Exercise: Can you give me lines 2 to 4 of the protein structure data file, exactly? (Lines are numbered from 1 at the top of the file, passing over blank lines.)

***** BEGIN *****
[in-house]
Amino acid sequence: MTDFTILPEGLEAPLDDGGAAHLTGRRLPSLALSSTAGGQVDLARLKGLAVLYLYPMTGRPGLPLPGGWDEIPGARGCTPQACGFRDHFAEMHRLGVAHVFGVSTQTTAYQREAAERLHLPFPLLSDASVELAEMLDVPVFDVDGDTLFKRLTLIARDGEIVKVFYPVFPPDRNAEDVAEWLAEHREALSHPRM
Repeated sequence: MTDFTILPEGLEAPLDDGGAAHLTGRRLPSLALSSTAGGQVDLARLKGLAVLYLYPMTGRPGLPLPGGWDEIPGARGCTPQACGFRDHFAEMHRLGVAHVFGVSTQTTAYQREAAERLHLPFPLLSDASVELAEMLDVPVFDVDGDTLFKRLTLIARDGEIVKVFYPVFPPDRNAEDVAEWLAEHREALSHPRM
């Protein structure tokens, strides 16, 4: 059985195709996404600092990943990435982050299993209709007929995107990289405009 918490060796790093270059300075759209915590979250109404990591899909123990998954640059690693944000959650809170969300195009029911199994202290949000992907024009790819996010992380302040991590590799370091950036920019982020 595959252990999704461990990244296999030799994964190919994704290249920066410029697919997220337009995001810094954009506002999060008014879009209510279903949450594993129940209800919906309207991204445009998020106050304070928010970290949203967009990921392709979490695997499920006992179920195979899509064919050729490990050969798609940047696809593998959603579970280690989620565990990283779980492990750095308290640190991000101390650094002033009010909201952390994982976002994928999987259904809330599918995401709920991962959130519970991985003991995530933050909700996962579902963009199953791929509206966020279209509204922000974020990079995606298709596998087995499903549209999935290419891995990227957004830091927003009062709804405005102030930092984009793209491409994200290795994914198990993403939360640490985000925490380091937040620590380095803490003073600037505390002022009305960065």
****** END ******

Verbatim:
Amino acid sequence: MTDFTILPEGLEAPLDDGGAAHLTGRRLPSLALSSTAGGQVDLARLKGLAVLYLYPMTGRPGLPLPGGWDEIPGARGCTPQACGFRDHFAEMHRLGVAHVFGVSTQTTAYQREAAERLHLPFPLLSDASVELAEMLDVPVFDVDGDTLFKRLTLIARDGEIVKVFYPVFPPDRNAEDVAEWLAEHREALSHPRM
Repeated sequence: MTDFTILPEGLEAPLDDGGAAHLTGRRLPSLALSSTAGGQVDLARLKGLAVLYLYPMTGRPGLPLPGGWDEIPGARGCTPQACGFRDHFAEMHRLGVAHVFGVSTQTTAYQREAAERLHLPFPLLSDASVELAEMLDVPVFDVDGDTLFKRLTLIARDGEIVKVFYPVFPPDRNAEDVAEWLAEHREALSHPRM
């Protein structure tokens, strides 16, 4: 059985195709996404600092990943990435982050299993209709007929995107990289405009 918490060796790093270059300075759209915590979250109404990591899909123990998954640059690693944000959650809170969300195009029911199994202290949000992907024009790819996010992380302040991590590799370091950036920019982020 595959252990999704461990990244296999030799994964190919994704290249920066410029697919997220337009995001810094954009506002999060008014879009209510279903949450594993129940209800919906309207991204445009998020106050304070928010970290949203967009990921392709979490695997499920006992179920195979899509064919050729490990050969798609940047696809593998959603579970280690989620565990990283779980492990750095308290640190991000101390650094002033009010909201952390994982976002994928999987259904809330599918995401709920991962959130519970991985003991995530933050909700996962579902963009199953791929509206966020279209509204922000974020990079995606298709596998087995499903549209999935290419891995990227957004830091927003009062709804405005102030930092984009793209491409994200290795994914198990993403939360640490985000925490380091937040620590380095803490003073600037505390002022009305960065």